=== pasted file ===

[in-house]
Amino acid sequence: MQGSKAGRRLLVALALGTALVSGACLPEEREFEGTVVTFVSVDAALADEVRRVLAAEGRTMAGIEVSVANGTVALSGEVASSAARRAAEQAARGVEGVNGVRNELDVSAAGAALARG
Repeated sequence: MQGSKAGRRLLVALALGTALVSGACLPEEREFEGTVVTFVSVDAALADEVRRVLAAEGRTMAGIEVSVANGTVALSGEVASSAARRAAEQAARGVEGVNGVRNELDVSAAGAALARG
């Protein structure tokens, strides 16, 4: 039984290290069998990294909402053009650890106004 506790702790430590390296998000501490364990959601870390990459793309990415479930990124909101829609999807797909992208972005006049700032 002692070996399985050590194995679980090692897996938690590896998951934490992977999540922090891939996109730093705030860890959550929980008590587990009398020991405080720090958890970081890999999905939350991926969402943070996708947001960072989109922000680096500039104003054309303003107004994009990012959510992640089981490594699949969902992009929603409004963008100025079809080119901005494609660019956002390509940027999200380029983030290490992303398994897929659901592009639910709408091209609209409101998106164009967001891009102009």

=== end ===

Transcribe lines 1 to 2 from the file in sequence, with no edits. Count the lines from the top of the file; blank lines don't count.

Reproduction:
[in-house]
Amino acid sequence: MQGSKAGRRLLVALALGTALVSGACLPEEREFEGTVVTFVSVDAALADEVRRVLAAEGRTMAGIEVSVANGTVALSGEVASSAARRAAEQAARGVEGVNGVRNELDVSAAGAALARG